Since I only have 4-jaw chucks, I also made up a collet to hold my bar stock. The collet was simply a round piece of steel with the correct size hole in the center. A set screw was put in the side to lock the bar stock in place.

          With a cutoff tool, mounted in the cross slide, the whole setup worked great.

          One thing I had to watch, however, was that there was a tendency for the entire turret to rotate in the morse taper socket if I wasn't careful. (i.e. I tried drilling too aggressively.) Make sure the drill bits are sharp and of a high quality.

          Regards,

          Brian
          Last edited by Rif; 07-01-2009, 11:27 AM.
          There are only 10 types of people in the world: Those who understand binary and those who don't.

          Comment


          • #6
            Pardon my ignorance, but I've never seen a turret up close and first hand.

            How are the tool holders held in the turret. That one hole visible in the 2nd picture doesn't appear to be tapered, nor does it look like there's sufficient length for morse tapers at any rate. Or is it some other taper?
            Lynn (Huntsville, AL)

            Comment


            • #7
              I've been eyeing those for a while but was worried about how accurate they are. Has anyone checked their's to see?

              With a full complement of razor sharp tooling loaded up, I'd be worried about working around it without a chainmail right arm protector.
              Milton

              "Accuracy is the sum total of your compensating mistakes."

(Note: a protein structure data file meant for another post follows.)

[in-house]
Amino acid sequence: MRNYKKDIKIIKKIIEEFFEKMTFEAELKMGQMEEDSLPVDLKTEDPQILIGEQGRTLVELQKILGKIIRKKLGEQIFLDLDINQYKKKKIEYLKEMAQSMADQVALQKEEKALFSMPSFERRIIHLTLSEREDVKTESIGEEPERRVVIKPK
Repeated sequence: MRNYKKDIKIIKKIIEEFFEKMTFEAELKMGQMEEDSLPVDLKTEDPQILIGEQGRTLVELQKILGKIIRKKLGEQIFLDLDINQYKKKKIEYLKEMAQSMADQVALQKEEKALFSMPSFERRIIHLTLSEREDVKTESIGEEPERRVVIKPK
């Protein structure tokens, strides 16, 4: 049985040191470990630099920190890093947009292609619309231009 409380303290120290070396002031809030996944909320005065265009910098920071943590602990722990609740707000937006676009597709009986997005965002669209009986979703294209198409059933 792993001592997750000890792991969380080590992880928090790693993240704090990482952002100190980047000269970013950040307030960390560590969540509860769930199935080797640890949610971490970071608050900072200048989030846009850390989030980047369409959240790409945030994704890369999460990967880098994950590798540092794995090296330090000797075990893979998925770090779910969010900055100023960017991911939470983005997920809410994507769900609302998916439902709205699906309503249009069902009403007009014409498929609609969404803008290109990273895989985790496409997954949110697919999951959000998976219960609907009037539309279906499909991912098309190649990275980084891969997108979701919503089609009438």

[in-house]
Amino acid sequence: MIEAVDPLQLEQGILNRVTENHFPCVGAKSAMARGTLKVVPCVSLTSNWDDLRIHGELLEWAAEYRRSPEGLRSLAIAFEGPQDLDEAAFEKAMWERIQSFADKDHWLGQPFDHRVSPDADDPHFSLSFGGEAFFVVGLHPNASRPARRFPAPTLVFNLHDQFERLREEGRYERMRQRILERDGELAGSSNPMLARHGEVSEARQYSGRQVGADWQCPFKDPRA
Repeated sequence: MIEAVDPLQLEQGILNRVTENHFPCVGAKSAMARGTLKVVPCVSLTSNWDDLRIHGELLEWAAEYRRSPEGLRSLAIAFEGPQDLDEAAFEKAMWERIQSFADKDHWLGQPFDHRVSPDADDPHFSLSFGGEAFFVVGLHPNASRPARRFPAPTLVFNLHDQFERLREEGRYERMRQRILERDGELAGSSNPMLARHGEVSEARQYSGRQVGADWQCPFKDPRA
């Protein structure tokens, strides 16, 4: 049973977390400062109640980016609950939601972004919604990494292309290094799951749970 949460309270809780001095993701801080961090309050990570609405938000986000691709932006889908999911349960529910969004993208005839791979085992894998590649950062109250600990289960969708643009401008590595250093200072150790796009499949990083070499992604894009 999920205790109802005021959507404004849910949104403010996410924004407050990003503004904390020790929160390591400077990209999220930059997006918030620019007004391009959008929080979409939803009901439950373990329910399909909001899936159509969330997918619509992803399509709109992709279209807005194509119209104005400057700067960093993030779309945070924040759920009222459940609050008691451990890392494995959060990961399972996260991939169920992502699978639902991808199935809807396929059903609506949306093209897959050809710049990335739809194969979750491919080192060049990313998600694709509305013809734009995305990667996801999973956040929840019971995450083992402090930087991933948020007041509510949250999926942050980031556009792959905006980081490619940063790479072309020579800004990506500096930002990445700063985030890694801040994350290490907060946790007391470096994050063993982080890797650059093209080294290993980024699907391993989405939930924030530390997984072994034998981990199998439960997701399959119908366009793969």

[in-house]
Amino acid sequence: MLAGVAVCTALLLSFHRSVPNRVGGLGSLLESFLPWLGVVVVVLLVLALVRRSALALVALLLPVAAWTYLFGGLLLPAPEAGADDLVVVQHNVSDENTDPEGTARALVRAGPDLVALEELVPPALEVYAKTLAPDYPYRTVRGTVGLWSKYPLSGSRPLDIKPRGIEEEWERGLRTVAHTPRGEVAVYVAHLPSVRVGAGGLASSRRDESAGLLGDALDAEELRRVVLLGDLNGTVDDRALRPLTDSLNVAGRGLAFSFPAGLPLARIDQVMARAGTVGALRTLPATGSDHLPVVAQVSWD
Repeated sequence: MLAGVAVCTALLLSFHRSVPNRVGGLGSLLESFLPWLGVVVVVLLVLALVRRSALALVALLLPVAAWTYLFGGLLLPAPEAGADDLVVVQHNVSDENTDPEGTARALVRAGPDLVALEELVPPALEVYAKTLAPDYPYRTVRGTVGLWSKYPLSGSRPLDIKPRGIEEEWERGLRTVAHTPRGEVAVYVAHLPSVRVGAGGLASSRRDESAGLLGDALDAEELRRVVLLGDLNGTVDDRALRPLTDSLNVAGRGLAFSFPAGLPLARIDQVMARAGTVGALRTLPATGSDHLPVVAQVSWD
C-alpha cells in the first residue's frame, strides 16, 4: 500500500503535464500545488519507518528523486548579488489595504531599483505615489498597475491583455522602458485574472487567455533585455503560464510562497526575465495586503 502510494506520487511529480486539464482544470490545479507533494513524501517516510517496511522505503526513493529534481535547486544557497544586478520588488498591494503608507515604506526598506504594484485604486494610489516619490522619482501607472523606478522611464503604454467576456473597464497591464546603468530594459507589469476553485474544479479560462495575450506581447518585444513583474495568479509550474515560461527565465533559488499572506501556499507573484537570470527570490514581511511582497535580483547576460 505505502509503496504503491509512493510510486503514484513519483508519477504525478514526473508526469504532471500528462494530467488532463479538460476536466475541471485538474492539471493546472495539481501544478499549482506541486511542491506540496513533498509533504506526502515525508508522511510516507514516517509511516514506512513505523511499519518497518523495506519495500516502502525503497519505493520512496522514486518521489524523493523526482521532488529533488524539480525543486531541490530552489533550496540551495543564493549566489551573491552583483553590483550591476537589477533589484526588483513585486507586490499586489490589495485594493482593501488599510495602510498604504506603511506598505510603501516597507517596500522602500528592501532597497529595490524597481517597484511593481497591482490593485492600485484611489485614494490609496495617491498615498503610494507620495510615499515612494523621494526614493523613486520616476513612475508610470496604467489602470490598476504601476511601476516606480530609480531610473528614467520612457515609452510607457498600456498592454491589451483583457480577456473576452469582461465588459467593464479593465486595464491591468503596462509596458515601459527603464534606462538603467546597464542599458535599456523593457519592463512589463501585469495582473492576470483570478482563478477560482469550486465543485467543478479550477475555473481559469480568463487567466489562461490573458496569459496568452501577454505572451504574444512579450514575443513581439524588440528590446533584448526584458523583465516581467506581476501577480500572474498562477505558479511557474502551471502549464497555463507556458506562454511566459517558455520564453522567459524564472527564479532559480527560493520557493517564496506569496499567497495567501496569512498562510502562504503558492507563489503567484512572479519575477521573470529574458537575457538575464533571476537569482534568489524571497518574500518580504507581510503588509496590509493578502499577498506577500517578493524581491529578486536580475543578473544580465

"The thing I hate about an argument is that it always interrupts a discussion." G. K. Chesterton

              Comment


              • #8
                Re: Tailstock Turrets

                Originally posted by DICKEYBIRD
                I've been eyeing those for a while but was worried about how accurate they are. Has anyone checked their's to see?

                With a full complement of razor sharp tooling loaded up, I'd be worried about working around it without a chainmail right arm protector.
                To address a couple of questions about these fixtures, the arbor holes are only about 1 1/4" deep and are held in with a set screw in the center circle. As to them being a little sharp to be around, you betcha, but, since the index lever is on the back side of the turret, you position the tools to face toward the back of the lathe. This way, you don't catch your hands on the tools when changing the tool positions.

                PS: Nothing hurts like snagging your hand on a sharp drill or tool bit. Not only does it hurt and take forever to heal up but you feel stupid until it does.
                Jim (KB4IVH)

                Only fools abuse their tools.

                Comment


                • #9
                  That's quite a large overhang . How accurate is it in use? Alistair
                  Please excuse my typing as I have a form of parkinsons disease

                  Comment


                  • #10
                    Originally posted by Scishopguy
                    To address a couple of questions about these fixtures, the arbor holes are only about 1 1/4" deep and are held in with a set screw in the center circle.
                    Yours must be different from this one, the holes for the arbors in this one are 1/2" deep.

                    Yes, the arbors are held in place with a set screw.

                    Originally posted by Alistair Hosie
                    That's quite a large overhang . How accurate is it in use? Alistair